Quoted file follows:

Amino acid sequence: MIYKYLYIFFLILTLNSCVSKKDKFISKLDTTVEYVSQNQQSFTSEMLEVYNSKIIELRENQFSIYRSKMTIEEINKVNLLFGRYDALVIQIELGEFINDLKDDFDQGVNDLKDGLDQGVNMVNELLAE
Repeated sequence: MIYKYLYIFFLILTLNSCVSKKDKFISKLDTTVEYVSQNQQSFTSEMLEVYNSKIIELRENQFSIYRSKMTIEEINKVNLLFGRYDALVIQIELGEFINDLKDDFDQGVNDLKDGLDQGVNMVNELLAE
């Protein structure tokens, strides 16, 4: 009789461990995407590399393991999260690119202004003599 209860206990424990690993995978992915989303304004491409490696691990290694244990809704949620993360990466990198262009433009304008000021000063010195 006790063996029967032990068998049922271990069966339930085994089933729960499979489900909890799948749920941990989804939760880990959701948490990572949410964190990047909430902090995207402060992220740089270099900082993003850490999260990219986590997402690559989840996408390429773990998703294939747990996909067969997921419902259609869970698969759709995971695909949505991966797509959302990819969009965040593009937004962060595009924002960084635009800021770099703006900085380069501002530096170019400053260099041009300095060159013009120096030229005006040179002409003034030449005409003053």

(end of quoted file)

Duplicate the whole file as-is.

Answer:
Amino acid sequence: MIYKYLYIFFLILTLNSCVSKKDKFISKLDTTVEYVSQNQQSFTSEMLEVYNSKIIELRENQFSIYRSKMTIEEINKVNLLFGRYDALVIQIELGEFINDLKDDFDQGVNDLKDGLDQGVNMVNELLAE
Repeated sequence: MIYKYLYIFFLILTLNSCVSKKDKFISKLDTTVEYVSQNQQSFTSEMLEVYNSKIIELRENQFSIYRSKMTIEEINKVNLLFGRYDALVIQIELGEFINDLKDDFDQGVNDLKDGLDQGVNMVNELLAE
């Protein structure tokens, strides 16, 4: 009789461990995407590399393991999260690119202004003599 209860206990424990690993995978992915989303304004491409490696691990290694244990809704949620993360990466990198262009433009304008000021000063010195 006790063996029967032990068998049922271990069966339930085994089933729960499979489900909890799948749920941990989804939760880990959701948490990572949410964190990047909430902090995207402060992220740089270099900082993003850490999260990219986590997402690559989840996408390429773990998703294939747990996909067969997921419902259609869970698969759709995971695909949505991966797509959302990819969009965040593009937004962060595009924002960084635009800021770099703006900085380069501002530096170019400053260099041009300095060159013009120096030229005006040179002409003034030449005409003053």